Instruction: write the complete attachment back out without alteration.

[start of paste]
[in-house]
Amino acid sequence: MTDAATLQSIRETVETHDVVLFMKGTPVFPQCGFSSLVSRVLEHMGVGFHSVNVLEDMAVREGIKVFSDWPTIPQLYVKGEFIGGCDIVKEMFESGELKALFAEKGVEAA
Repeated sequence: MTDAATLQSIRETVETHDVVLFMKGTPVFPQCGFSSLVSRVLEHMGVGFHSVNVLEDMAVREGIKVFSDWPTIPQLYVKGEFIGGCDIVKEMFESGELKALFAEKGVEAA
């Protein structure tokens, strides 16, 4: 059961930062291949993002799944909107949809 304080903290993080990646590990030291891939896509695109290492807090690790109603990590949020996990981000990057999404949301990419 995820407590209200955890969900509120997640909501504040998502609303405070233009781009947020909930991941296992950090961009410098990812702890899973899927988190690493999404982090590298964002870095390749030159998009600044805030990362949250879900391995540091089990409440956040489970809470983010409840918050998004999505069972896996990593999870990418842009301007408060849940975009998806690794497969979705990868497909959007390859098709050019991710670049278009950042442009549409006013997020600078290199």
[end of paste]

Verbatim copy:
[in-house]
Amino acid sequence: MTDAATLQSIRETVETHDVVLFMKGTPVFPQCGFSSLVSRVLEHMGVGFHSVNVLEDMAVREGIKVFSDWPTIPQLYVKGEFIGGCDIVKEMFESGELKALFAEKGVEAA
Repeated sequence: MTDAATLQSIRETVETHDVVLFMKGTPVFPQCGFSSLVSRVLEHMGVGFHSVNVLEDMAVREGIKVFSDWPTIPQLYVKGEFIGGCDIVKEMFESGELKALFAEKGVEAA
């Protein structure tokens, strides 16, 4: 059961930062291949993002799944909107949809 304080903290993080990646590990030291891939896509695109290492807090690790109603990590949020996990981000990057999404949301990419 995820407590209200955890969900509120997640909501504040998502609303405070233009781009947020909930991941296992950090961009410098990812702890899973899927988190690493999404982090590298964002870095390749030159998009600044805030990362949250879900391995540091089990409440956040489970809470983010409840918050998004999505069972896996990593999870990418842009301007408060849940975009998806690794497969979705990868497909959007390859098709050019991710670049278009950042442009549409006013997020600078290199």